Terri Kallio submitted how she celebrates her family history through digital illustration. Her submission has earned her a complimentary registration to one of our upcoming Ask-the-Pros Friday morning research adventures. We know that “Family History Heals” and through celebrating our family history research we can share the good with others. We asked Terri how she celebrates family history and she responded: “One of my favorite ways to celebrate and share my family history is by digitally illustrating … Read entire article »

Filed under: Expo News, Friends of FHExpos, Newsletter

Court Records Yield Relationships

Court Records Yield Relationships

By Holly T. Hansen Searching through court records can be super rewarding! Most of them are not online, but many have been microfilmed and are available through the FamilySearch Family History Library. I have researched my Denham line for years. I collected the marriages, the census records (for the years available), and as many probate records as I could get my hands on. This research effort yielded much information but NOT who the father of Augustus … Read entire article »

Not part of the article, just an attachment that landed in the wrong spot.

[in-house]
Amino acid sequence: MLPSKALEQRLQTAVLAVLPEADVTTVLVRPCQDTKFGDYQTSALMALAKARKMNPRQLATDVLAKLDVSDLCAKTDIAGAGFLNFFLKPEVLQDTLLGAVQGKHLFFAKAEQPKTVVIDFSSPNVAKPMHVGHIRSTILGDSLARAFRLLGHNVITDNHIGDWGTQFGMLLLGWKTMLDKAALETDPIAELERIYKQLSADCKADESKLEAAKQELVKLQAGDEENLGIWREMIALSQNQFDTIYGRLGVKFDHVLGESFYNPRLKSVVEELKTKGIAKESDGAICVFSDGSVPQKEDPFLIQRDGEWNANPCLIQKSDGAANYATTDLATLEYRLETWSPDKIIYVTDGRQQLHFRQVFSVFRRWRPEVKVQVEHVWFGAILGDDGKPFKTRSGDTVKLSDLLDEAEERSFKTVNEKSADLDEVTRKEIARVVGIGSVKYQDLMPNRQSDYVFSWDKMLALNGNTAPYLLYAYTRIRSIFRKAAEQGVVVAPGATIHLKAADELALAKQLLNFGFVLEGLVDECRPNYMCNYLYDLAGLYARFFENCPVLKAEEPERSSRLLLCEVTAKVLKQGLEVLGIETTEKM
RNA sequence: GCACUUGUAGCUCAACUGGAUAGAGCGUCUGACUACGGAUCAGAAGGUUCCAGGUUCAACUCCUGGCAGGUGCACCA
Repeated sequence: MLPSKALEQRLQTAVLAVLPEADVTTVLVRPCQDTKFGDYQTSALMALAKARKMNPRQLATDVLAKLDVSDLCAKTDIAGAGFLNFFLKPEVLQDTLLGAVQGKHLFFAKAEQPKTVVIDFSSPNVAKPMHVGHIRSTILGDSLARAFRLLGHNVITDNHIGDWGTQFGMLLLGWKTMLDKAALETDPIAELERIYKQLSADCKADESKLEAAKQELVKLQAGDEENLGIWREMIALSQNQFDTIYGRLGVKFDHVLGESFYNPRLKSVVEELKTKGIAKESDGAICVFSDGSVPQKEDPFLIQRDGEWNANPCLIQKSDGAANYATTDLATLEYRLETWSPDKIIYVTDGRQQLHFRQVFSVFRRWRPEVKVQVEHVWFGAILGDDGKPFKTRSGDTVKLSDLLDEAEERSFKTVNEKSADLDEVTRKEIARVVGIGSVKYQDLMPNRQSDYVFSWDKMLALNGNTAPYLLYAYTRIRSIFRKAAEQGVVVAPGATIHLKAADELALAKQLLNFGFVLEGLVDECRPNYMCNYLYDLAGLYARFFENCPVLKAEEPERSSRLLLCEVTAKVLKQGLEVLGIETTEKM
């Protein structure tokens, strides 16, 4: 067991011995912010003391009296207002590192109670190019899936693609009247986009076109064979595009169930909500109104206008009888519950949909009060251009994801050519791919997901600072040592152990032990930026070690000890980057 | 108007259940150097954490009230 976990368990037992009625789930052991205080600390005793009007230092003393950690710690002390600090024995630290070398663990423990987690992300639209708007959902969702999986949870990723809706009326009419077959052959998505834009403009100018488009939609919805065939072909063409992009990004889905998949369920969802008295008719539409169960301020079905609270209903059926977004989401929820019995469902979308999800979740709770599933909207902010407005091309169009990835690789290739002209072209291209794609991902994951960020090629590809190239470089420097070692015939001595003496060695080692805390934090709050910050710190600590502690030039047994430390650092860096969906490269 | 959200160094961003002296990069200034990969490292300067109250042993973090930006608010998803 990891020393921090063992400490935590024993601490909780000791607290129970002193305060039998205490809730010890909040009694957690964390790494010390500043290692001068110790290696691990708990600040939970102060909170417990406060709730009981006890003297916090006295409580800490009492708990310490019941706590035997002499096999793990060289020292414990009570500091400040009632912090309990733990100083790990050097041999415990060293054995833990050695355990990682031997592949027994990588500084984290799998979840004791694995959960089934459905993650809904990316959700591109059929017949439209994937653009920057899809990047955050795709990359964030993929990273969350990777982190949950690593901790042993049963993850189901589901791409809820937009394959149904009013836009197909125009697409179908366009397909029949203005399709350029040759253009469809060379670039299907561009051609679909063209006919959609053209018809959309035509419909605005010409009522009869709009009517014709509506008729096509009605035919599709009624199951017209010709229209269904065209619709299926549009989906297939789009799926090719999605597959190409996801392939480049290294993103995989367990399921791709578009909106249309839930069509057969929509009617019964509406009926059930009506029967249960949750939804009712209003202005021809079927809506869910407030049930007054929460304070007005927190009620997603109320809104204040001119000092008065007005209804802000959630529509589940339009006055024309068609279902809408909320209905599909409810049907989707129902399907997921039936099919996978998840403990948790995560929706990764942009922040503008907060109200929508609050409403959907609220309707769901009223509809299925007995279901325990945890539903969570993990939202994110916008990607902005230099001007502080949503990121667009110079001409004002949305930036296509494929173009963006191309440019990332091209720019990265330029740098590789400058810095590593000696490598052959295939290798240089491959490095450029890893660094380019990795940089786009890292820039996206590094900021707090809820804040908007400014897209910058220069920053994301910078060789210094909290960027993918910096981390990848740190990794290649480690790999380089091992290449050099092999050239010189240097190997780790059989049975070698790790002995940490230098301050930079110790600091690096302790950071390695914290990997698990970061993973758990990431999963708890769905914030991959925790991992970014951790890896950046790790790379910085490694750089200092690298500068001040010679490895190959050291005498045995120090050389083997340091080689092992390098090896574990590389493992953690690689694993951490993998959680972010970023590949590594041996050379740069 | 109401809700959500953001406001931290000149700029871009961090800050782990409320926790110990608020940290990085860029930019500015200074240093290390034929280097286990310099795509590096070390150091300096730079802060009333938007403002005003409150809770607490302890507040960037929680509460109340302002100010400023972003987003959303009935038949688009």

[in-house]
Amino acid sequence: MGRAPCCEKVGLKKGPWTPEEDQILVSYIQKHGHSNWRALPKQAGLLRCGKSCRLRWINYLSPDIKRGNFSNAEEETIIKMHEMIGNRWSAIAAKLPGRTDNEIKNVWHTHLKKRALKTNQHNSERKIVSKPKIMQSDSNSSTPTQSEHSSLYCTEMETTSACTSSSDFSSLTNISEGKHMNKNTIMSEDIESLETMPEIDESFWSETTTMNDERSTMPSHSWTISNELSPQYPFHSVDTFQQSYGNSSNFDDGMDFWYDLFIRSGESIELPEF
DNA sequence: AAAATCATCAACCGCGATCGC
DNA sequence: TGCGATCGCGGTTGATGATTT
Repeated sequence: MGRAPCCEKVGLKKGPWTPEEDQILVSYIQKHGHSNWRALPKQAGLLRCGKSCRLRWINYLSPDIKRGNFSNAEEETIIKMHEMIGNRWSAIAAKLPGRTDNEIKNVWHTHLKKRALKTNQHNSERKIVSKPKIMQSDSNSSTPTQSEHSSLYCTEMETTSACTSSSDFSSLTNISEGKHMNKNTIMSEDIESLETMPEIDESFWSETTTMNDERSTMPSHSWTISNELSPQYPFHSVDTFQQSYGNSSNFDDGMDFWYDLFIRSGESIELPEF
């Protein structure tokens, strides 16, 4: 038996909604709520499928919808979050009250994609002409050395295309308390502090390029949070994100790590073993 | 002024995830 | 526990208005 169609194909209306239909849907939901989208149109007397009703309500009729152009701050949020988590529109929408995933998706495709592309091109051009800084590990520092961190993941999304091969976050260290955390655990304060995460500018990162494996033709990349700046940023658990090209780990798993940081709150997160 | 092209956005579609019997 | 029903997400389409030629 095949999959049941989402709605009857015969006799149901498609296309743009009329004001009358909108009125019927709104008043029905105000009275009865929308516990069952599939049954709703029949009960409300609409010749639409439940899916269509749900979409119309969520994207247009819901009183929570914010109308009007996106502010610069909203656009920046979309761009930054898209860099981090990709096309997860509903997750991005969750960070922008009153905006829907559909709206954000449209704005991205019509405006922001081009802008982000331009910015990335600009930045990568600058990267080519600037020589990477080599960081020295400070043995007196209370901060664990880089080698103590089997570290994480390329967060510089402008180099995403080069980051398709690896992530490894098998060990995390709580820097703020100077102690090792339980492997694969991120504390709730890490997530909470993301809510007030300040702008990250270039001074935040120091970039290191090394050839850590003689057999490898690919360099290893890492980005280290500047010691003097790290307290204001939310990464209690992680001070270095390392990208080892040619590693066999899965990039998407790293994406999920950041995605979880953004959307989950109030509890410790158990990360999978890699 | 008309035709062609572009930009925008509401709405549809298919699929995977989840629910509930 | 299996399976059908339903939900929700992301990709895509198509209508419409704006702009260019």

Filed under: Boots and Compass Research, Expo News, Newsletter

Military Research in America: Pre-Revolution

Military Research in America: Pre-Revolution

Colonial Wars service is often a major gap in your genealogy knowledge.  You are far enough removed in time for traditions of military involvement to dim.  Yet, the total number of troops mustered was large enough to include some 70-85% of Southern males age 16-45, who participated in local conflicts. Your pre-revolution American ancestors lived through a whole sequence of wars, conflicts, Indian scares, and massacres between 1620 and 1774.  These events united groups of … Read entire article »

Filed under: Boots and Compass Research, Expo News, Newsletter

Locating Undertaker Records

Locating Undertaker Records

Recently I received a packet in the mail with some family history information another researcher shared with me. In return he asked if I could tell him what cities were in Weber County, Utah in 1936. He was looking for the exact death locality of an ancestor. He wanted the details. I quickly pulled up the Utah Death Certificate Index online and located the death certificate that held the answer to his question. http://www.archives.utah.gov/research/indexes/20842.htm. It also … Read entire article »